I was recently speaking to a group of 700 project managers at a conference. The title of the presentation was, "Your Network is Your Net Worth: The Power of Super-Connecting." My goal was to teach attendees how important it is today to make networking a daily habit. In a time when every job is temporary, we're all businesses-of-one that must pay attention to the direction and momentum of our careers at all times. Otherwise, we could get blind-sided with an unexpected life event (layoff/firing, dying industry, relocation, etc.), and find it hard to bounce back.

Customize those connections for a 60 percent lift in acceptance.

Since LinkedIn is currently the number one professional networking platform online, it shouldn't surprise you that a large part of my presentation focuses on how to leverage LinkedIn on a daily basis to build a powerful network. You don't have to spend hours on the platform. If you know how to use it properly, you can get a lot done in just a few minutes each day. I've personally grown my network and have over 1.3 million followers on LinkedIn as a result of maximizing my efforts. Now, I enjoy showing other professionals how to become "power users" of LinkedIn by teaching them some hacks for success. Specifically, one of the techniques I outline is the importance of customizing your connection requests. When inviting someone to connect with you on LinkedIn (especially, someone you don't know), it's vital that you delete the default text and replace it with something that will help the person understand and appreciate the reason for your invite. Nothing screams, "I'm a lazy networker," more than the auto-text. At my company WorkItDaily.com, we've studied the impact and found that only 20 percent of the people you ask to connect with will respond to the default text. But that number jumps to 80 percent when you master this connection customization technique. Which means, taking that extra minute out of your day to tailor your invite can have a big impact on your ability to build your network. However, there is a glitch to this if you use LinkedIn's mobile app...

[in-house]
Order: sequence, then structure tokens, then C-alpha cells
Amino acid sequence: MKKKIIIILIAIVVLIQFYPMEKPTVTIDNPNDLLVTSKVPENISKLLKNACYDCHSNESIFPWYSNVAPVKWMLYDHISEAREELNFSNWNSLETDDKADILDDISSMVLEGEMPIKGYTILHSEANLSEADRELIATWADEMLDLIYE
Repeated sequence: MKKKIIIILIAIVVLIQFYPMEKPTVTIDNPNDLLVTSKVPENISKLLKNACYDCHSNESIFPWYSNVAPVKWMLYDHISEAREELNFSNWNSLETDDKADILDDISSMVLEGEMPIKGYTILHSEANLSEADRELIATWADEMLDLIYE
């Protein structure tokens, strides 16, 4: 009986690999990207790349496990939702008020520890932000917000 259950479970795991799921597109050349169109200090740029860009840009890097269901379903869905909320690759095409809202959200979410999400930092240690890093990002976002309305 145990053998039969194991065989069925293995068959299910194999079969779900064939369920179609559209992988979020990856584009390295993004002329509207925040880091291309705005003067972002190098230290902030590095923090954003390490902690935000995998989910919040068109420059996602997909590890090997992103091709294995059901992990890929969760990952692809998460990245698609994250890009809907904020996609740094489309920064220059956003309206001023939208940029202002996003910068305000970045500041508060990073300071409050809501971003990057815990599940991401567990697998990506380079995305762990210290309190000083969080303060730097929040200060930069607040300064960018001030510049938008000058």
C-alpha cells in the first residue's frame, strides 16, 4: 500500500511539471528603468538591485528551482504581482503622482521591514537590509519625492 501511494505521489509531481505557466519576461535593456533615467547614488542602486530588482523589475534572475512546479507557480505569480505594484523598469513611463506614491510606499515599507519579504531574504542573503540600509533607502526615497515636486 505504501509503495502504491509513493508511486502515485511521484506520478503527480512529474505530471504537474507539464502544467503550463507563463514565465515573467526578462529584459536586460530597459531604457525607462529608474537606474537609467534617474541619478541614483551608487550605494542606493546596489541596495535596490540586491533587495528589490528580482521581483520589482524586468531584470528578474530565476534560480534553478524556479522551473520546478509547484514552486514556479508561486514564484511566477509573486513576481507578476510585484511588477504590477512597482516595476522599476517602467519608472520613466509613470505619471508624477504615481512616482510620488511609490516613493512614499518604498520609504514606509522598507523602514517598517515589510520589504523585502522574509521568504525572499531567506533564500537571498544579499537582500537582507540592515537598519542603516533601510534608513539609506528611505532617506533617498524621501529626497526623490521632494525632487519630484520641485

LinkedIn's mobile app trap.

At the end of my session, I invited all the conference attendees to connect with me on LinkedIn using the technique I taught them. Shortly after the session, I got stage-rushed by a bunch of attendees who said, "I went to connect with you on the mobile app and it didn't give me the chance to customize the request! It just sent the default one -- what did I do wrong?" They'd done nothing wrong. I'd failed to explain in my session that LinkedIn's mobile app works differently than the desktop version.

On a desktop, it's easy to customize the connection request. You can go to the person's profile page and use the "connect" feature. However, when you visit a person's profile on the mobile app and hit the same "connect" button, it automatically sends the default text invite. What most mobile app users don't know is before you hit "connect" in a person's profile in the app, you need to hit the three tiny dots in the upper right corner of your phone screen which produces a set of options that includes customizing the connection request. This little-known feature could help you dramatically increase your connections requests when using the app.

What to do if you sent the default text by accident.

If you're reading this thinking, "Dang, that's why that really important person didn't accept my request," don't worry. You can always message the person in the app and explain you sent the default invite by accident. Just be sure this time to use the opportunity to explain why you are seeking to connect. This will (hopefully) prompt the reader to check out your profile, which will invite them to accept your request to connect.

LinkedIn is a powerful networking tool and its app makes it even easier for us to form good daily networking habits. But you must learn how to use it properly, or the ROI on your efforts may suffer. For me, it's all about teaching people to work smarter, not harder on LinkedIn.

The Biggest LinkedIn Profile Mistakes You Can Make
Published on: Sep 21, 2016